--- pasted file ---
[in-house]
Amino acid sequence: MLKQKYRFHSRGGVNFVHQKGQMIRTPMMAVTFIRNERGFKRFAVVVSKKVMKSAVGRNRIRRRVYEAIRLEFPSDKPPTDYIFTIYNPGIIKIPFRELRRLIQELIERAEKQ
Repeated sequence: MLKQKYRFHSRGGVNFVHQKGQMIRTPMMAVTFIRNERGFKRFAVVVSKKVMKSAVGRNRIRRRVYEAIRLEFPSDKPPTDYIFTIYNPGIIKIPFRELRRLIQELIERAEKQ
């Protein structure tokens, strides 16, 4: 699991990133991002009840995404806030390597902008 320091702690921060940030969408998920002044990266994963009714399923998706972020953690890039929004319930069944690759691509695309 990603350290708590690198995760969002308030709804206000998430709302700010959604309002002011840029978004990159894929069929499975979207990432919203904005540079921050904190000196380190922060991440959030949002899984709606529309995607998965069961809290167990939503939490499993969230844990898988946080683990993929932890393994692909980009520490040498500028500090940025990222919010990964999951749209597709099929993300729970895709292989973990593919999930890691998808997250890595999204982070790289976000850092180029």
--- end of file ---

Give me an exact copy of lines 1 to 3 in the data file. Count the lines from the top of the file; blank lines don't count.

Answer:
[in-house]
Amino acid sequence: MLKQKYRFHSRGGVNFVHQKGQMIRTPMMAVTFIRNERGFKRFAVVVSKKVMKSAVGRNRIRRRVYEAIRLEFPSDKPPTDYIFTIYNPGIIKIPFRELRRLIQELIERAEKQ
Repeated sequence: MLKQKYRFHSRGGVNFVHQKGQMIRTPMMAVTFIRNERGFKRFAVVVSKKVMKSAVGRNRIRRRVYEAIRLEFPSDKPPTDYIFTIYNPGIIKIPFRELRRLIQELIERAEKQ